Histopathologically, a chronic polyserositis was demonstrated in this case. However, the identification of the underlying cause of a polyserositis might be a challenge. Polyserositis has been associated with different aetiologies, such as autoimmune, autoinflammatory, infectious, endocrine, metabolic, toxic origin, or neoplastic diseases (Losada et al., 2018). The occurrence of inflammatory cells like neutrophils in this case might give a hint for a bacterial infection. In principle, many different bacteria like Escherichia, Enterococcus, Streptococcus, Staphylococcus, Klebsiella, Corynebacterium, Clostridium, or Nocardia are able to contribute to/initiate a peritonitis. Their occurrence is often dependent on the point of entry (via intestine, via genital tract, or via traumatic location). Since the abdominal fluid was not further investigated and due to the chronicity of the inflammation in this case, it was impossible to identify the definite cause of the polyserositis. However, the occurrence of many eosinophilic granulocytes in this specific case might raise speculations about an autoimmune response or of parasites as a potential cause. Although they were not demonstrated in this particular case, in our monkey colony, amebae and balanthidiae are regularly identified. In general, pathogenic ameba species are known to have the potential to cause peritonitis (Toft and Eberhard, 1998).
Microscopically, it is often also a challenge to distinguish between benign mesothelial proliferation and malignant mesotheliomas. In single cases, it might even be impossible. Tissue invasion is a key criterion; however, it might be difficult to demonstrate since tissue invasion can occur in only very few areas and it may involve only few tumor cells. In our case, invasion of mesothelial cells into the underlying organs could not convincingly be demonstrated. This is consistent with human cases, in which it is often very difficult to find tissue infiltration.
Immunohistochemical staining patterns of mesotheliomas vary, and there is no single, reliable marker for mesotheliomas (Husain et al., 2018). In our case, the mesothelial cells were positive for cytokeratin/vimentin and negative for CEA. This indicates mesothelial origin and is confirmed by a positive reaction using calretinin and WT-1. This immunohistochemical staining profile is a helpful but not reliable tool to distinguish a mesothelial malignancy from a benign hyperplasia.
Fluorescence in situ hybridization (FISH) might help to demonstrate a homozygous p16 deletion, which is very characteristic for malignant mesotheliomas. One of the most common genetic alterations in humans is the homozygous deletion of the 9p21 locus (p16; CDKN2A). In up to 80 % of primary pleural malignant mesotheliomas and in up to 25 % of human peritoneal malignant mesotheliomas this deletion can be observed (Chiosea et al., 2008). Instead of CDKN2A fluorescence in situ hybridization, MTAP immunohistochemistry can be used in order to diagnose malignant mesotheliomas (Chapel et al., 2019). Somatic NF2 deletion also occur in a high proportion of human primary malignant mesotheliomas (Bianchi et al., 1995). However, in our case, these deletions could not be demonstrated, additionally indicating a reactive mesothelial hyperplasia instead of a mesothelioma. However, to our knowledge, this is the first case, in which a human FISH probe was used for the detection of genetic alterations in mesothelial proliferations in an African green monkey.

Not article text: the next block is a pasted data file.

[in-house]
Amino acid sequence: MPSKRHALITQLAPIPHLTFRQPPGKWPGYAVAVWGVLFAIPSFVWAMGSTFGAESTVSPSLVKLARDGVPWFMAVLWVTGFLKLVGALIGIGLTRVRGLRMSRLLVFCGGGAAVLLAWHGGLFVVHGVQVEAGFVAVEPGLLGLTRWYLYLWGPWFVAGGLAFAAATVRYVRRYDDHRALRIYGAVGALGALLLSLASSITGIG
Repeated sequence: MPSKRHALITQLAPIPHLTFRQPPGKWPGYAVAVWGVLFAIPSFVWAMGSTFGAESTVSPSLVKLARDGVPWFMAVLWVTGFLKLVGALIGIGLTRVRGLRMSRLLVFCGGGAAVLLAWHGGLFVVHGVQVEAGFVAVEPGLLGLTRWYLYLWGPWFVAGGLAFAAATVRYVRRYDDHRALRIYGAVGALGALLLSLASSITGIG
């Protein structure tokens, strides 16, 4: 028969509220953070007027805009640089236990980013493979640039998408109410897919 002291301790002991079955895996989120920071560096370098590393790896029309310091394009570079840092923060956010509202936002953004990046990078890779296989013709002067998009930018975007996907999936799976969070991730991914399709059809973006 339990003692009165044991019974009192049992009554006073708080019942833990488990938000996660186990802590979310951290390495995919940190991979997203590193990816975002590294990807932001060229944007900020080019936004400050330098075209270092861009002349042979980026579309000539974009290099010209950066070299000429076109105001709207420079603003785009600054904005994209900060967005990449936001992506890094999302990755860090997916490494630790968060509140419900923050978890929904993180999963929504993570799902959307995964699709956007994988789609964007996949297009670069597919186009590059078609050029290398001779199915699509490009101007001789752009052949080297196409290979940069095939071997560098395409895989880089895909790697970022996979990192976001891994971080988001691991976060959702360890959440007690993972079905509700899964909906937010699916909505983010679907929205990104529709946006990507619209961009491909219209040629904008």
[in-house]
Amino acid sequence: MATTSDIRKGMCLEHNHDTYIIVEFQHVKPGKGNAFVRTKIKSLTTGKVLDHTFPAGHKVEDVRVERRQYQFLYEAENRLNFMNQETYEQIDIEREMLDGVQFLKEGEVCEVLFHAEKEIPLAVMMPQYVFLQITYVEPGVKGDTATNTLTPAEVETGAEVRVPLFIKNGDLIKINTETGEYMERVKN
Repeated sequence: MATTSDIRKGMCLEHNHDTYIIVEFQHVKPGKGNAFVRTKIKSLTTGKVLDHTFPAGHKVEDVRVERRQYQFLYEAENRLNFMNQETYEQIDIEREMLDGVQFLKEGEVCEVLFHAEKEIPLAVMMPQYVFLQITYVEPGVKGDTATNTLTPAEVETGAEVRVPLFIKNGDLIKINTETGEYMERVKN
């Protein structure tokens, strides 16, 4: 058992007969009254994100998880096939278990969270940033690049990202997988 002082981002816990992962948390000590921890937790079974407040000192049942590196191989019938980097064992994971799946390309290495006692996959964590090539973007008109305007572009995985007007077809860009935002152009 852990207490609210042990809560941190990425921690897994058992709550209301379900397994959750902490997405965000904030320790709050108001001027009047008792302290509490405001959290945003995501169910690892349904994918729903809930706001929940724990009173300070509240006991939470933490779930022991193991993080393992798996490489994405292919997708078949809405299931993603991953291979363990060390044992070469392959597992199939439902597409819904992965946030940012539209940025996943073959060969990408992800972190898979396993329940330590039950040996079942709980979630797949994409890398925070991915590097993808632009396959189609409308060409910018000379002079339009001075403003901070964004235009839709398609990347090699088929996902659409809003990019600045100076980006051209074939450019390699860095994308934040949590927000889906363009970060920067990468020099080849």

Ultrastructural features are also useful and reliable to diagnose malignant mesotheliomas (Husain et al., 2018). Human mesothelioma cells are characterized by very long thin apical microvilli, perinuclear tonofilament bundles, basal laminas, and long desmosomes (Oczypok and Oury, 2015; Husain et al., 2013; Hammar, 2006). In our case, we could only demonstrate a moderate amount of microvilli of medium length. However, perinuclear tonofilament bundles, and long desmosomes were present in our monkey mesothelial cells. The poor preservation status of the formalin-fixed and deparaffinized tissue probably impeded the detection of basement membranes in our case.
Another hint for the benign nature of this mesothelial proliferation is the fact that in humans, three main reasons for the development of mesotheliomas are known: contact to asbestos or other fibers, an infection with SV40, and radiation. However, each of these causes could be excluded in this case: (a) no asbestos fibers could be demonstrated in the lungs; (b) no SV40-antigen could be demonstrated in tissues of this monkey; and (c) there was no clinical history of radiation in this monkey.
This report describes a reactive mesothelial hyperplasia as a reaction to a polyserositis in an African green monkey (Chlorocebus aethiops) mimicking an epitheloid mesothelioma. Histopathology, immunohistochemistry, fluorescence in situ hybridization, and electron microscopy were used to determine the benign nature of the mesothelial proliferation. For the first time, human genetic probes had been successfully applied to an African green monkey.
Remaining paraffin-embeded organ material is available via the corresponding author.
RP did the necropsy and the histology. KK and SvG performed the immunohistology. ISF tried to detect asbestos. KB made the transmission electron microscopy, and MV did the genetic investigations.
The authors declare that they have no conflict of interest.
The work was carried out at the Paul-Ehrlich-Institut, at the Institut für Veterinärpathologie, at the Institut für Pathologie, Wettenberg, and at the Institut für Pathologie Bochum.
This research did not receive any specific grant from funding agencies in the public, commercial, or not-for-profit sectors.
We thank Kerstin Mätz-Rensing from the German Primate Center in Göttingen for performing the SV40 immunohistochemistry.
This paper was edited by Anne Lewis and reviewed by two anonymous referees.